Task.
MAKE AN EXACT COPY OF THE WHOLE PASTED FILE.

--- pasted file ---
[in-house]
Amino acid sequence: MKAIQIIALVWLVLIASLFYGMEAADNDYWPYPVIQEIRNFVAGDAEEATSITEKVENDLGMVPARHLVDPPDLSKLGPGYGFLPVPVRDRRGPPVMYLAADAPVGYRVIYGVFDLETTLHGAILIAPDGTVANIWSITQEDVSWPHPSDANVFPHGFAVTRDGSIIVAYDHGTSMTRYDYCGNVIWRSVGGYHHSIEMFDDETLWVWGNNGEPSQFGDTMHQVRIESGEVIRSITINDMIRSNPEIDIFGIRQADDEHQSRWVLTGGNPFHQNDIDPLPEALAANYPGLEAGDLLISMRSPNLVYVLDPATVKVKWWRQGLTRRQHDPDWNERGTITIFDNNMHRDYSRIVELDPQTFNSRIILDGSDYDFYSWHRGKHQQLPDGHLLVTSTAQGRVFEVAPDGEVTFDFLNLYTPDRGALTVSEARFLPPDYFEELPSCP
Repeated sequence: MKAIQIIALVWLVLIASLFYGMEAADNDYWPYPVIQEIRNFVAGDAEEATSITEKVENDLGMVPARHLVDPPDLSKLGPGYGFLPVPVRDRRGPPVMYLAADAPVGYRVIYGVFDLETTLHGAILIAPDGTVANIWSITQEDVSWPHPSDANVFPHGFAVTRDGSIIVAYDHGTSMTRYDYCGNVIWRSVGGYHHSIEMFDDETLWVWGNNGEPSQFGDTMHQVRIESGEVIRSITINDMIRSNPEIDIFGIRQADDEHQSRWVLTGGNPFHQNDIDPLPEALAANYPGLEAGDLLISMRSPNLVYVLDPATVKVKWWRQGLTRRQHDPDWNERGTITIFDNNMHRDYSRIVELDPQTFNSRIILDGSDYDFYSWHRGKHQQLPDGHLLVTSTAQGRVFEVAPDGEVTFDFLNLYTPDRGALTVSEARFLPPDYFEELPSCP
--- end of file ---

[in-house]
Amino acid sequence: MKAIQIIALVWLVLIASLFYGMEAADNDYWPYPVIQEIRNFVAGDAEEATSITEKVENDLGMVPARHLVDPPDLSKLGPGYGFLPVPVRDRRGPPVMYLAADAPVGYRVIYGVFDLETTLHGAILIAPDGTVANIWSITQEDVSWPHPSDANVFPHGFAVTRDGSIIVAYDHGTSMTRYDYCGNVIWRSVGGYHHSIEMFDDETLWVWGNNGEPSQFGDTMHQVRIESGEVIRSITINDMIRSNPEIDIFGIRQADDEHQSRWVLTGGNPFHQNDIDPLPEALAANYPGLEAGDLLISMRSPNLVYVLDPATVKVKWWRQGLTRRQHDPDWNERGTITIFDNNMHRDYSRIVELDPQTFNSRIILDGSDYDFYSWHRGKHQQLPDGHLLVTSTAQGRVFEVAPDGEVTFDFLNLYTPDRGALTVSEARFLPPDYFEELPSCP
Repeated sequence: MKAIQIIALVWLVLIASLFYGMEAADNDYWPYPVIQEIRNFVAGDAEEATSITEKVENDLGMVPARHLVDPPDLSKLGPGYGFLPVPVRDRRGPPVMYLAADAPVGYRVIYGVFDLETTLHGAILIAPDGTVANIWSITQEDVSWPHPSDANVFPHGFAVTRDGSIIVAYDHGTSMTRYDYCGNVIWRSVGGYHHSIEMFDDETLWVWGNNGEPSQFGDTMHQVRIESGEVIRSITINDMIRSNPEIDIFGIRQADDEHQSRWVLTGGNPFHQNDIDPLPEALAANYPGLEAGDLLISMRSPNLVYVLDPATVKVKWWRQGLTRRQHDPDWNERGTITIFDNNMHRDYSRIVELDPQTFNSRIILDGSDYDFYSWHRGKHQQLPDGHLLVTSTAQGRVFEVAPDGEVTFDFLNLYTPDRGALTVSEARFLPPDYFEELPSCP